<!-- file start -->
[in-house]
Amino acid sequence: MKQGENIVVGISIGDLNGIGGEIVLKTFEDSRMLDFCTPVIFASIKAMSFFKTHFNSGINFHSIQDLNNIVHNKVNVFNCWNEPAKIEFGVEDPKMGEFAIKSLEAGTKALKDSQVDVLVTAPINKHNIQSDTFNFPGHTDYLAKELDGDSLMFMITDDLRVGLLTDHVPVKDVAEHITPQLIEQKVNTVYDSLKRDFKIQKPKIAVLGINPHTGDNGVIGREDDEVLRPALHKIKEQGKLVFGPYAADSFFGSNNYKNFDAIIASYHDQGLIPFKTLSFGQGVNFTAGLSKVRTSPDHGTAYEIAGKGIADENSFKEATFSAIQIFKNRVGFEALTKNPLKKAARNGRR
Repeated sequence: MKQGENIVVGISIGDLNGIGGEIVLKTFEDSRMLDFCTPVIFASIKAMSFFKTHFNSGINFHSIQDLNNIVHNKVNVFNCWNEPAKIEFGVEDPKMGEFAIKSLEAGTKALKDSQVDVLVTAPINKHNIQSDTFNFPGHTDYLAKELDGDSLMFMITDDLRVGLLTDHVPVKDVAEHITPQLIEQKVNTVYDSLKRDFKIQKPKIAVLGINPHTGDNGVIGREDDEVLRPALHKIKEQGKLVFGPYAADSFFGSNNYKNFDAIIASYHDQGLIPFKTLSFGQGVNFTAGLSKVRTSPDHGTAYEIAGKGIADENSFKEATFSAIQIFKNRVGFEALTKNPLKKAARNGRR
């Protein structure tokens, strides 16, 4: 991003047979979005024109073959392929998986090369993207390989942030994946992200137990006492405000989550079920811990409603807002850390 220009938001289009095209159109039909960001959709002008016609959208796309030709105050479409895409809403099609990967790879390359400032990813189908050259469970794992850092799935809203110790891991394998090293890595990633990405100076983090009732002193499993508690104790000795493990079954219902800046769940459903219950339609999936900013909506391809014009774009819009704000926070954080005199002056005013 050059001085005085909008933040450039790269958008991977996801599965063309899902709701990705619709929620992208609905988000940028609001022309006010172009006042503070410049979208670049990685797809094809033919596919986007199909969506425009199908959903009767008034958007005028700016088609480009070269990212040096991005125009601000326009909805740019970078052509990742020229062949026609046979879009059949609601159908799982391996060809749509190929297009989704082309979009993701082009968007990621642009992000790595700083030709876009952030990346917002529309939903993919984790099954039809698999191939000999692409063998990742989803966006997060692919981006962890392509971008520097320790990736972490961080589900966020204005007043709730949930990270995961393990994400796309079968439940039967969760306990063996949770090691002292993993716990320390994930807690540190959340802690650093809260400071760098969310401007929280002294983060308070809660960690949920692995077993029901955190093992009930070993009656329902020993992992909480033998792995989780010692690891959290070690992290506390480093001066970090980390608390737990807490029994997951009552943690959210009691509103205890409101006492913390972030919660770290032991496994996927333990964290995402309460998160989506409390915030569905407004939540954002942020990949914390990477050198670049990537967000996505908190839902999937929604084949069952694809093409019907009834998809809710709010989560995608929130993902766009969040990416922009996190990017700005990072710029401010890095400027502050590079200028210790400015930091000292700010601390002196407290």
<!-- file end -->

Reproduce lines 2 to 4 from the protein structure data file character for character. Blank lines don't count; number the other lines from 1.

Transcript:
Amino acid sequence: MKQGENIVVGISIGDLNGIGGEIVLKTFEDSRMLDFCTPVIFASIKAMSFFKTHFNSGINFHSIQDLNNIVHNKVNVFNCWNEPAKIEFGVEDPKMGEFAIKSLEAGTKALKDSQVDVLVTAPINKHNIQSDTFNFPGHTDYLAKELDGDSLMFMITDDLRVGLLTDHVPVKDVAEHITPQLIEQKVNTVYDSLKRDFKIQKPKIAVLGINPHTGDNGVIGREDDEVLRPALHKIKEQGKLVFGPYAADSFFGSNNYKNFDAIIASYHDQGLIPFKTLSFGQGVNFTAGLSKVRTSPDHGTAYEIAGKGIADENSFKEATFSAIQIFKNRVGFEALTKNPLKKAARNGRR
Repeated sequence: MKQGENIVVGISIGDLNGIGGEIVLKTFEDSRMLDFCTPVIFASIKAMSFFKTHFNSGINFHSIQDLNNIVHNKVNVFNCWNEPAKIEFGVEDPKMGEFAIKSLEAGTKALKDSQVDVLVTAPINKHNIQSDTFNFPGHTDYLAKELDGDSLMFMITDDLRVGLLTDHVPVKDVAEHITPQLIEQKVNTVYDSLKRDFKIQKPKIAVLGINPHTGDNGVIGREDDEVLRPALHKIKEQGKLVFGPYAADSFFGSNNYKNFDAIIASYHDQGLIPFKTLSFGQGVNFTAGLSKVRTSPDHGTAYEIAGKGIADENSFKEATFSAIQIFKNRVGFEALTKNPLKKAARNGRR
């Protein structure tokens, strides 16, 4: 991003047979979005024109073959392929998986090369993207390989942030994946992200137990006492405000989550079920811990409603807002850390 220009938001289009095209159109039909960001959709002008016609959208796309030709105050479409895409809403099609990967790879390359400032990813189908050259469970794992850092799935809203110790891991394998090293890595990633990405100076983090009732002193499993508690104790000795493990079954219902800046769940459903219950339609999936900013909506391809014009774009819009704000926070954080005199002056005013 050059001085005085909008933040450039790269958008991977996801599965063309899902709701990705619709929620992208609905988000940028609001022309006010172009006042503070410049979208670049990685797809094809033919596919986007199909969506425009199908959903009767008034958007005028700016088609480009070269990212040096991005125009601000326009909805740019970078052509990742020229062949026609046979879009059949609601159908799982391996060809749509190929297009989704082309979009993701082009968007990621642009992000790595700083030709876009952030990346917002529309939903993919984790099954039809698999191939000999692409063998990742989803966006997060692919981006962890392509971008520097320790990736972490961080589900966020204005007043709730949930990270995961393990994400796309079968439940039967969760306990063996949770090691002292993993716990320390994930807690540190959340802690650093809260400071760098969310401007929280002294983060308070809660960690949920692995077993029901955190093992009930070993009656329902020993992992909480033998792995989780010692690891959290070690992290506390480093001066970090980390608390737990807490029994997951009552943690959210009691509103205890409101006492913390972030919660770290032991496994996927333990964290995402309460998160989506409390915030569905407004939540954002942020990949914390990477050198670049990537967000996505908190839902999937929604084949069952694809093409019907009834998809809710709010989560995608929130993902766009969040990416922009996190990017700005990072710029401010890095400027502050590079200028210790400015930091000292700010601390002196407290």